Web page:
The Supply Chain Needs More Skilled Workers, Now and In Every Category

by George Prest, CEO, MHI

No doubt, hiring, training and retention of workers is the most important issue facing this industry.

More than 11 million people work in the supply chain, which is 8.6 percent of the nation’s workforce. However, a shortage of skilled workers remains.

An estimated 600,000 manufacturing positions in the U.S. are unfilled for a lack of qualified workers. In addition to that, projections call for 270,000 new jobs in the material handling, logistics and supply chain industry annually through 2018 with a median wage of $80,000 per year.

With unemployment at roughly 7% nationwide, how can this be? What is causing this shortage?

Multiple factors are contributing to this shortage including an aging workforce and the negative perception of manufacturing and supply chain jobs to the younger demographic. However, the changing skillsets necessary for these jobs in the supply chain is the biggest factor.

The sophistication of the skillsets required to operate leading-edge equipment and system solutions require an equally sophisticated and well-trained workforce.

The supply chain workforce shortage was most important trend that came out of the recently released U.S. Roadmap Material Handling for Material Handling and Logistics.

In addition, at MODEX 2014, MHI will release a new report titled Innovations That Drive Supply Chains–The 2014 MHI Annual Report  that also points to the workforce shortage as the most important challenge facing our industry.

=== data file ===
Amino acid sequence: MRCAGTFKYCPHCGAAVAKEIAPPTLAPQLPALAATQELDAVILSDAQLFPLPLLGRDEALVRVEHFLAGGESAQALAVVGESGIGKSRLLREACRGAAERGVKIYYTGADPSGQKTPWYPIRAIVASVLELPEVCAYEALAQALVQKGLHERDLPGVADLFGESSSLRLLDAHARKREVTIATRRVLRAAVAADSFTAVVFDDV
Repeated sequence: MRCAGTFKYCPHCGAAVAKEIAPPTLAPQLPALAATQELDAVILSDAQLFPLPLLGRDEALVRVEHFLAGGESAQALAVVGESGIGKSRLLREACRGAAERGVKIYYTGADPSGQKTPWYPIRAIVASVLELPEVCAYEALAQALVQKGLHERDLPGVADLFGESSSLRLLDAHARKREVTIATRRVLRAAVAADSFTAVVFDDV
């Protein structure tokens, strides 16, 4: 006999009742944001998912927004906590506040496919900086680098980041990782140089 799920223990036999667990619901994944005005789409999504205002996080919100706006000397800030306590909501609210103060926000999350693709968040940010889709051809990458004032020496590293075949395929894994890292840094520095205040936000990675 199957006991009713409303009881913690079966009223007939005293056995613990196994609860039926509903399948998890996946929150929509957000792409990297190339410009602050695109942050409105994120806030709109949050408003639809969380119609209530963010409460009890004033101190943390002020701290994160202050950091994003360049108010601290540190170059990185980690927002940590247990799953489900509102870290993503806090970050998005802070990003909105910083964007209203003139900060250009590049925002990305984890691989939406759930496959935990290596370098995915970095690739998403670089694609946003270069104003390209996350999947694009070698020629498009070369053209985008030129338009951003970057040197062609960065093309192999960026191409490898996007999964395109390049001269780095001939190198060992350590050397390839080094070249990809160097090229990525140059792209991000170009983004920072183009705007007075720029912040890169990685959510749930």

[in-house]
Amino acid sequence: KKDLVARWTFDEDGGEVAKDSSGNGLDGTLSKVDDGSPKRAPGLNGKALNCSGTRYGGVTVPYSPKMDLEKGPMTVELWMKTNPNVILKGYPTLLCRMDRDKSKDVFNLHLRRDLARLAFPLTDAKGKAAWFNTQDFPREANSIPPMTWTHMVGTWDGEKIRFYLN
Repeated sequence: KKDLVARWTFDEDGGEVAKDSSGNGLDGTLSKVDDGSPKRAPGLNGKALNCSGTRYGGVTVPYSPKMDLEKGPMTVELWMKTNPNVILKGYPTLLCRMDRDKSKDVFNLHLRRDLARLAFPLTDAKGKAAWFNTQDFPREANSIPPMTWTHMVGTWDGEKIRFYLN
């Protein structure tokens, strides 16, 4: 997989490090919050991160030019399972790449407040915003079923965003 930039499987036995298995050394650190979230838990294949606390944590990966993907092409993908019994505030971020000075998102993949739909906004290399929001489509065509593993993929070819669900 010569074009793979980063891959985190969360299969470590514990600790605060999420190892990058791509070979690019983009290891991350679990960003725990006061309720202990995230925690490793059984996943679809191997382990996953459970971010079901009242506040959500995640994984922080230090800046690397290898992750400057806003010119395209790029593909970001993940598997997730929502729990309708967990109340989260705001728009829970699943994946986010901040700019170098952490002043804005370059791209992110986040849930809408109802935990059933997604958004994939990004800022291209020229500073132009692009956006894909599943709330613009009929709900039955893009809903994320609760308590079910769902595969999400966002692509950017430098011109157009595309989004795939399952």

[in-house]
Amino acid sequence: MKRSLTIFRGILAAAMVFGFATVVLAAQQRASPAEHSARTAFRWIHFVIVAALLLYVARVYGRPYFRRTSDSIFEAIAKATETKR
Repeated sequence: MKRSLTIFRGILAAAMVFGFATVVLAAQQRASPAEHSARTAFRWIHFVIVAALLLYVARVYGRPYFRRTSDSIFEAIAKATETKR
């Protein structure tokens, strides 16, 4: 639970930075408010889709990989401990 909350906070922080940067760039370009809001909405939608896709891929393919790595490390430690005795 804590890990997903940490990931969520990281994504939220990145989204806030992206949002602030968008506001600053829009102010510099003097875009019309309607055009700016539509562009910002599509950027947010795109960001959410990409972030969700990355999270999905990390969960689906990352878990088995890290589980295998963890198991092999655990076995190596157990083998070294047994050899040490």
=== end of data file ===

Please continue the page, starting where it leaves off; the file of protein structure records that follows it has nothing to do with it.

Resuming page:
The current issue of MHI Solutions  focuses on this important topic, from best practices in hiring and developing supply chain talent to certification to how to work with the new generation of supply chain workers.

In the current economy, many are looking for jobs. With so many supply chain jobs available, we as an industry need to better communicate potential job opportunities, and then effectively train these workers to create a more robust supply chain workforce.

This topic is on top of MHI’s agenda with the work we are doing with our Technical Career Education Program and College-Industry Council on Material Handling Education. Both are holding Career Days at MODEX 2014. MHI is also organizing a Career Forum at MODEX where MODEX attendees can view and interview for jobs that are available from MODEX exhibitors.

That’s a start, but we need to do much more.

I hope this issue of MHI Solutions  helps provide the information and resources you need to address workforce issues in your supply chain. Click here to read this issue.